Irani cafes opened during an interesting time. On the one hand, the city’s “respectable” members still preferred to dine in private clubs or at home, and on the other, the large number of itinerant male workers flooding the city, living away from their families and home cooking, created a market for inexpensive dining. Irani cafés like Kayani, Ideal and B. Merwan sold them hundreds of cups of tea every day; and with that, mawa cakes and khari biscuits.

Almost every Irani bakery in the country claims bragging rights for its invention. However, the café most inextricably linked with mawa cakes is Grant Road’s B. Merwan.

Cyrus Todiwala is convinced that the cake was a B. Merwan brainchild: “In the early 1900s our milk was not pasteurised, neither was refrigeration available. Milk had to be boiled over and over again to stop it from going off in our heat and humidity. This boiling created an automatic mawa and by the end of the day they would have a lot of it. The Irani owner experimented with it by adding it to a cake and created one of the most significant tea time cakes Bombay has ever known.

It’s a believable story. But there are others too…

The second spate of Irani Zoroastrians that fled from the Islamic Qajar regime were mainly bakers, sweet makers and café owners. It is believed that this is when the mawa cake inspiration came to Mumbai along with a host of other Irani delicacies. Parsi food specialist Katy’s Kitchen’s Kurush Dalal is convinced that the mawa cake is an adaptation of the traditional Zoroastrians tea cake kumas. “The Irani refugees were not very educated but knew how to bake. They modified their traditional kumas with local ingredients – khoya and cardamom – to make the mawa cake,” he says.

There are still other stories that inform us of mawa cakes being just a clever twist on the homely sponge cake. When Sheriar Irani’s grandfather started Pune’s first Irani bakery, the legendary Royal Bakery, he experimented with new flavours for a sponge cake until he hit upon the perfect recipe and called it the mawa cake. “The British soldiers stationed in the cantonment came to buy my grandfather’s cakes after their daily exercise. Even today we sell almost 70 kilos of mawa cake every day. But the recipe is a secret,  whispers Irani.

Irrespective of how and who created the mawa cake, by the early 1920s, more locals than ever before were enjoying this treat from Irani bakeries. Up until now bakeries were restricted to British cantonments, but the Iranis began to serve no fuss food in a no fuss setting, bringing hitherto considered extravagances within easy reach of the public.

Even as Irani café’s and bakeries fight for survival in a culinary landscape that doesn’t have the patience for, nor an interest in languid brun-maska-chais, the mawa cake manages to hold its own on counters crowded with cronut-esque creations. Modern bakery Theobroma’s Kamal Messman spent her childhood eating B. Merwan’s mawa cakes. “That is what inspired me to make my own,” Messman shares. “I sell several mawa cakes every day even now.”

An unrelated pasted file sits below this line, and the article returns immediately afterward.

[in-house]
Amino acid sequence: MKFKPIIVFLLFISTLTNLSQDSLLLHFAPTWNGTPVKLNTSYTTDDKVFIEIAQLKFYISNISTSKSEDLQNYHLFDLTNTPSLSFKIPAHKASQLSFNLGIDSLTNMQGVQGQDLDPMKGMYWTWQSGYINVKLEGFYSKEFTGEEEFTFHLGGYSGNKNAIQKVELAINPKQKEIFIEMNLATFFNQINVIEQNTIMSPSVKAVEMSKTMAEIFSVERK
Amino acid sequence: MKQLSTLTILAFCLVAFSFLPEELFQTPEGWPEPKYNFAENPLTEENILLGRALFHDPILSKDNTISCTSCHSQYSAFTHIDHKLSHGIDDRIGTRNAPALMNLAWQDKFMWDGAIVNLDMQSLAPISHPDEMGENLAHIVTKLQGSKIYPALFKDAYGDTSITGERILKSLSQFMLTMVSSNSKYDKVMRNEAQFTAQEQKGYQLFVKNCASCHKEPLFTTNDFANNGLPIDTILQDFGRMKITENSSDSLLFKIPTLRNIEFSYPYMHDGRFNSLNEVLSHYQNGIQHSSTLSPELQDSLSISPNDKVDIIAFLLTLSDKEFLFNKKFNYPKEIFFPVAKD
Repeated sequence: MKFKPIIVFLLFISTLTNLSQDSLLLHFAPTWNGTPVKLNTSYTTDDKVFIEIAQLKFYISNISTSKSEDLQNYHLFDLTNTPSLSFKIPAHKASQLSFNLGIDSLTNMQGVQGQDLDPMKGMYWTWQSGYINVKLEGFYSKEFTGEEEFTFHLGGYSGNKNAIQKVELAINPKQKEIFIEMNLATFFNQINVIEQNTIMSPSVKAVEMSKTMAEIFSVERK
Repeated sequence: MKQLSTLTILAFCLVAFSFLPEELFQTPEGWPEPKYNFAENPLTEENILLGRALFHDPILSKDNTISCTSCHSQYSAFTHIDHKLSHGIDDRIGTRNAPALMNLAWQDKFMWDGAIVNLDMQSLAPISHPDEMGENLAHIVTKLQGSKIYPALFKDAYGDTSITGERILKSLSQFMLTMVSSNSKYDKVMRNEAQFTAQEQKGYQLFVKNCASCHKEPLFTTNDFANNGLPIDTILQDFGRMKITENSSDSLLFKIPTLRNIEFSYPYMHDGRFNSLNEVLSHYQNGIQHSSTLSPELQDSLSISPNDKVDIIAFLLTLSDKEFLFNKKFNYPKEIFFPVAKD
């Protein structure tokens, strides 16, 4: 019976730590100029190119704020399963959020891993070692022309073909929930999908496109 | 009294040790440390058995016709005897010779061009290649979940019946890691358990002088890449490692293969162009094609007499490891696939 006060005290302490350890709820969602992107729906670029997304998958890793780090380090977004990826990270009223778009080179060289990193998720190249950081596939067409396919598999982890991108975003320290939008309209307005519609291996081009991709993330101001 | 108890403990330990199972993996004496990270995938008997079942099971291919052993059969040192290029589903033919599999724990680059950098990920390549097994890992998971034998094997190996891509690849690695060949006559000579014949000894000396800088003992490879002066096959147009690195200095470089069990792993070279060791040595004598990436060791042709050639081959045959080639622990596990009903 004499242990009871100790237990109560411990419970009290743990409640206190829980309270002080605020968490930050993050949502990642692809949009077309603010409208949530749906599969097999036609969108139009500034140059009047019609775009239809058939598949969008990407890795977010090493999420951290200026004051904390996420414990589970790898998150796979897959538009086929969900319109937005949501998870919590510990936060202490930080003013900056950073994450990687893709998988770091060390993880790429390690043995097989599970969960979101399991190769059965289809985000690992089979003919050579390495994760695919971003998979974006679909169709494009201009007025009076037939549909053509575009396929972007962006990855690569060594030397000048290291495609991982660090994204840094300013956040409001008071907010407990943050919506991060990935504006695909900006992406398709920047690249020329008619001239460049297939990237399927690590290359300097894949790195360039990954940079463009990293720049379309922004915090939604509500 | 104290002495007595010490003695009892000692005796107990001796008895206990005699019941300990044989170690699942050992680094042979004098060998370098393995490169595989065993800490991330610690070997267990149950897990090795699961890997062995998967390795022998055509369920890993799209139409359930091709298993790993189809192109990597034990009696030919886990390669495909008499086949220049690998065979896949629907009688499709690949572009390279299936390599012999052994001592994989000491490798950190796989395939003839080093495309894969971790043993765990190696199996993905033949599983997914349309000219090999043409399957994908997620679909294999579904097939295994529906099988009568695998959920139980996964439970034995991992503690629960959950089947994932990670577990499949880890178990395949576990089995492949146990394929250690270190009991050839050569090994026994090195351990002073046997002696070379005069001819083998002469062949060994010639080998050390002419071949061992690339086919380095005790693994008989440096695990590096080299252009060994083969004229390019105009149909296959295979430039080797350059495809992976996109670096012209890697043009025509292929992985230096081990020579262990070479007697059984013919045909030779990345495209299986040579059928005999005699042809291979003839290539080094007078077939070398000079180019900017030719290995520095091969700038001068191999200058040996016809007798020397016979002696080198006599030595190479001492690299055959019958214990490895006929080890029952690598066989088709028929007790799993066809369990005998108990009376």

Unconfirmed reports even suggest that the trains would stop longer at the Grand Road station so that passengers could get their daily fix of mawa cake.

As Bombay became Mumbai and macaroons replace mawa cakes, the city must brace itself for the death of yet another institution. When it downs its shutters on March 31st, B. Merwan & Co. will also declare the end of an era. It isn’t often that just a whiff of something has the power to evoke a generation of memories; that a humble cake has the power to command queues for a hundred years. It isn’t often that the closure of one café would end so much living – of its owners, its bakers, its city.

It is possible that Mumbai will once again see an invention with the ability to summon such nostalgia; but until then, we must learn to live without its most famous buttery mawa cakes, loaded with cardamom and charisma of a disappearing time.


Mawa Cake in Mint Lounge

This story was commissioned by the newspaper Mint Lounge and was first published by them on 18th January 2013. The edited version of the article can be read here.


Filed under Bombay, Breakfast, Cafe, Cupcake, India, Indian, Parsi

Dishoom Shoreditch. From Bombay to London

It is no secret that Dishoom and I are in crush with each other. The love affair began in August 2010 and I am thrilled to report that we are still on our honeymoon.

A few weeks ago Dishoom’s Shamil Founder-walla and Sara Chatter-walli invited me to write a guest blog for the opening of their new café in London’s Shoreditch.  They wanted me to share what Shoreditch meant to a Bombay-walli… if anything at all!

Before I moved to London I was often told how similar it is to Bombay. Locations made familiar in Bollywood films, Victoria carriages, a melting pot of communities… and for the days I felt homesick I had Wembley, Southall and Brick Lane. They said I would feel right at home. Of course I didn’t. I especially resisted Shoreditch for years. A lot of that had to do with constant invitations to test how authentic the “curry” is. And some had to do with the city’s coolerati constantly trying to put Shoreditch in a box (that it always triumphantly wriggled out of).